Werkstätten Hagenauer were Vienna-based Austrian metalsmiths. Over its nearly ninety-year history, it was a family business in Vienna that produced fine, handcrafted objects for decoration and use. The workshop closed in 1987, but the company’s retail premises on Vienna’s Opernring, which opened in 1938, is still open today as a museum and shop.
The Werkstatten Hagenauer influenced Austrian applied arts in styles ranging from Jungenstil to Vienna Werkstatte to Modernism.
Viennese bronze work was particularly outstanding in Austrian applied arts from 1870 to 1914. The Ringstrasse construction and growing prosperity in Vienna encouraged metalwork production such as candelabra, lamps, vases, watches, andirons, writing utensils, bookends, ashtrays, bar items, and other domestic accessories.
In 1898, there were over 230 factories and workshops in the Viennese metalworking industry. Carl Hagenauer established his Werkstatten Hagenauer this year. He put his knowledge of gold, silver, and other metals to use in styles reminiscent of the Jugendstil. He sold his wares all over the world. Karl Hagenauer, who joined the family firm in 1919, was influenced by Josef Hoffmann and Oskar Strnad. Karl defied Strnad’s generation’s Jungenstil and sought a contemporary foreign genre of the 1920s. The Hagenauer workshop expanded from metalworking to domestic accessories and furniture in various materials, especially after Julius Jirisek joined the firm. Outside designers Otto Prutscher, E.J. Meckel, and Hoffmann contributed to the firm’s output. Its metalwork was made of plated silver and chromium and included carved woods and bronzes. René Coulon, a French designer, collaborated with Jacques Adnet on tempered-glass furniture produced by Hagenauer in 1932.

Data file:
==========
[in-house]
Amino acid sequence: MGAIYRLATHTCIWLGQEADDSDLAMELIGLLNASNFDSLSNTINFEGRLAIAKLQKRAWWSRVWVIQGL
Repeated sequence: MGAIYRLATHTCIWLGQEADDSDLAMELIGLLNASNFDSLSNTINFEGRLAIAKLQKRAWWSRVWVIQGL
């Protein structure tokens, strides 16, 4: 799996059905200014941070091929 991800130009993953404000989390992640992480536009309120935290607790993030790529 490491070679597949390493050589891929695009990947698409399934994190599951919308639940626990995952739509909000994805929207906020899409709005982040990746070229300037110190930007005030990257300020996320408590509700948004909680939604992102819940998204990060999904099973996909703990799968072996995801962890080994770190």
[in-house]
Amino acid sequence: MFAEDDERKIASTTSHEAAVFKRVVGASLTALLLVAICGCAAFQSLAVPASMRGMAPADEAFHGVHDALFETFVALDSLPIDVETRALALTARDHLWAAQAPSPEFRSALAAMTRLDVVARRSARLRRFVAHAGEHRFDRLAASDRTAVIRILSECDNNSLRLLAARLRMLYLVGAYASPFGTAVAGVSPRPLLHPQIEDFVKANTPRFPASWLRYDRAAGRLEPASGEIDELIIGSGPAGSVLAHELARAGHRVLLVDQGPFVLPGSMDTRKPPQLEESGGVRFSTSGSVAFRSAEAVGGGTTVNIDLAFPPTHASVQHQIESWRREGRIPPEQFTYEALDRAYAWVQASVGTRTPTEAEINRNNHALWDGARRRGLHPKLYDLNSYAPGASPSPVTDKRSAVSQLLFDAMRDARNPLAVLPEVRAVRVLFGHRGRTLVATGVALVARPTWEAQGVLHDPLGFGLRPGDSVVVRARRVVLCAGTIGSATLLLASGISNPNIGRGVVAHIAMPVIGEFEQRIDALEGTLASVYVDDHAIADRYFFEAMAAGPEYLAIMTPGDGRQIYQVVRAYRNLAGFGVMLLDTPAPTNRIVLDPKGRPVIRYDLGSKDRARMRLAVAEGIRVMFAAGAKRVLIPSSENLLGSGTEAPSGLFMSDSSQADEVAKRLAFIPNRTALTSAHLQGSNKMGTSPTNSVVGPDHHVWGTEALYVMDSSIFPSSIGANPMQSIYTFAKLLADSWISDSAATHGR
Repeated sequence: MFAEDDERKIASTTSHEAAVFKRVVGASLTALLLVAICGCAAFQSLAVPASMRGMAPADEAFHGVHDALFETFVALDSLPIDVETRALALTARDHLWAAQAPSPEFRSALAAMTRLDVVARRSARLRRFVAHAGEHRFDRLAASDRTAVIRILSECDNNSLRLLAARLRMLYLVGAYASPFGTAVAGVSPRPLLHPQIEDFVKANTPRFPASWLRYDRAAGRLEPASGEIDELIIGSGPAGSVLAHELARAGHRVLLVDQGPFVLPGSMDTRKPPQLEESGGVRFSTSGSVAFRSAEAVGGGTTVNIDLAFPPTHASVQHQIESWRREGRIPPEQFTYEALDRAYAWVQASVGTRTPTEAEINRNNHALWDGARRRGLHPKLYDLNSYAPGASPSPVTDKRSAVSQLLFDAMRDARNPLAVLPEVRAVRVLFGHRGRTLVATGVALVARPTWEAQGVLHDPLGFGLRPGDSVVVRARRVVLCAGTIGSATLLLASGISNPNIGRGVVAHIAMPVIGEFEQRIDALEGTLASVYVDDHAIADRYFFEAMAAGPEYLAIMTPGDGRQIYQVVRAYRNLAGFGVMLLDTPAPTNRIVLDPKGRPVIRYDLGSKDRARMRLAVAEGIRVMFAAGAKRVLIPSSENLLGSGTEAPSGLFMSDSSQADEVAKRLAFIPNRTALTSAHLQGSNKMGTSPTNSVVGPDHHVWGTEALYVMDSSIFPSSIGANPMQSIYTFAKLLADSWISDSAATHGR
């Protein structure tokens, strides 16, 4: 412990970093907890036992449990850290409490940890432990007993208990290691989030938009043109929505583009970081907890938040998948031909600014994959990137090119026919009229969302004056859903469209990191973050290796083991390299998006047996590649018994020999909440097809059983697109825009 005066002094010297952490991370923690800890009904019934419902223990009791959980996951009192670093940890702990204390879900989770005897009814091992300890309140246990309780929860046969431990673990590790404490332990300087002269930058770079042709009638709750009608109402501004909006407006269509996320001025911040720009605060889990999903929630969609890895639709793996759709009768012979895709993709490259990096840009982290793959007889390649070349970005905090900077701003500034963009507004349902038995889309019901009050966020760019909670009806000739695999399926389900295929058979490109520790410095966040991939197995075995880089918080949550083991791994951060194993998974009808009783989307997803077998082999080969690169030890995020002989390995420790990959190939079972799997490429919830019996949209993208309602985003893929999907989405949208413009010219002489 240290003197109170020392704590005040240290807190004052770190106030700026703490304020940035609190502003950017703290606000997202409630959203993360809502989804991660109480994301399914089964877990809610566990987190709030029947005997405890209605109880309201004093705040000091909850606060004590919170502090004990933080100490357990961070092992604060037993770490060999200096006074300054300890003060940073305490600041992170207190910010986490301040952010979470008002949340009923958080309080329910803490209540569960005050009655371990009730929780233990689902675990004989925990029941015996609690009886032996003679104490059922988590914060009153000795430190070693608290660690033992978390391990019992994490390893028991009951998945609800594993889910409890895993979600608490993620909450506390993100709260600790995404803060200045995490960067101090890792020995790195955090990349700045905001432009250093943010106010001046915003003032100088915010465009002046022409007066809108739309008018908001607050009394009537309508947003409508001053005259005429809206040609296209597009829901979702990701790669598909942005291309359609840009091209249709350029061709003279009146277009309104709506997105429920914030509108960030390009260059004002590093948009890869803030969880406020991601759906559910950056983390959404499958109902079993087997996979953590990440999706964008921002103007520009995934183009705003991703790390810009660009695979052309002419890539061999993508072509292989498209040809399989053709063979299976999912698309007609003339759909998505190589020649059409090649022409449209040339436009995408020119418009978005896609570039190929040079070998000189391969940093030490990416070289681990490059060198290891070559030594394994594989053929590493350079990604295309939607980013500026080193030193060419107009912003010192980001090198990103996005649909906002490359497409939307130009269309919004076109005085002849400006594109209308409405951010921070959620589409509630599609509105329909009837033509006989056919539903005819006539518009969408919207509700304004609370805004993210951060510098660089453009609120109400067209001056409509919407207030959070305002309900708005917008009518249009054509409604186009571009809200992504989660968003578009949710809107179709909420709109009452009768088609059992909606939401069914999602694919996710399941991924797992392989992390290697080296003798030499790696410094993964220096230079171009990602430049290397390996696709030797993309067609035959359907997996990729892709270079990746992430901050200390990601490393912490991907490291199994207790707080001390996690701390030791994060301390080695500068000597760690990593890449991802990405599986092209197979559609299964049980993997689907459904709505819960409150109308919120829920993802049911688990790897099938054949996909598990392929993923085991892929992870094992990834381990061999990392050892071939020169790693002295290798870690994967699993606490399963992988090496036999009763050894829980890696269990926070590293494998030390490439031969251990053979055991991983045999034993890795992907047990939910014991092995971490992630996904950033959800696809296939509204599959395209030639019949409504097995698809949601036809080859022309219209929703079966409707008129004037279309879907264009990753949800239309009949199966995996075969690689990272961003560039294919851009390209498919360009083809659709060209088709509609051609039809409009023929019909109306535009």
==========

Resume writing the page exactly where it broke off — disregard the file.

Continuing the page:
Wikipedia contributors. (2019, January 13). Werkstätte Hagenauer Wien. In Wikipedia, The Free Encyclopedia. Retrieved 03:25, April 16, 2021, from https://en.wikipedia.org/w/index.php?title=Werkst%C3%A4tte_Hagenauer_Wien&oldid=878238446
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